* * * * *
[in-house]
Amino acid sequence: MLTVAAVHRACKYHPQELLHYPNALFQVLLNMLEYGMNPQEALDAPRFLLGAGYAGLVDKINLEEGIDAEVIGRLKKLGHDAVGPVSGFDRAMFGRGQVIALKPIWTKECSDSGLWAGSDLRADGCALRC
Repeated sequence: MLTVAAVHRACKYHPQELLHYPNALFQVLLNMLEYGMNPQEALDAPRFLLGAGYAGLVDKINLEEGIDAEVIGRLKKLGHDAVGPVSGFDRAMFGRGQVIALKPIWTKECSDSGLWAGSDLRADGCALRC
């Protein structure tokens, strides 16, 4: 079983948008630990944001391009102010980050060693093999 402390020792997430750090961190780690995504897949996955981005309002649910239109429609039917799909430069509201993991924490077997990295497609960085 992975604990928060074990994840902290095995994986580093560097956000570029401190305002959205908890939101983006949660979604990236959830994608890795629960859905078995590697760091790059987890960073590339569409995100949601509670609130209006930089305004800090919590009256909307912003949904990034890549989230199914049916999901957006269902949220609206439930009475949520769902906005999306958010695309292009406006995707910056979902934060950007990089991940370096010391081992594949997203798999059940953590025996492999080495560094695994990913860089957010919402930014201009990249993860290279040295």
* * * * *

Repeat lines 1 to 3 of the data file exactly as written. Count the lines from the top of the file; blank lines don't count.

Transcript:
[in-house]
Amino acid sequence: MLTVAAVHRACKYHPQELLHYPNALFQVLLNMLEYGMNPQEALDAPRFLLGAGYAGLVDKINLEEGIDAEVIGRLKKLGHDAVGPVSGFDRAMFGRGQVIALKPIWTKECSDSGLWAGSDLRADGCALRC
Repeated sequence: MLTVAAVHRACKYHPQELLHYPNALFQVLLNMLEYGMNPQEALDAPRFLLGAGYAGLVDKINLEEGIDAEVIGRLKKLGHDAVGPVSGFDRAMFGRGQVIALKPIWTKECSDSGLWAGSDLRADGCALRC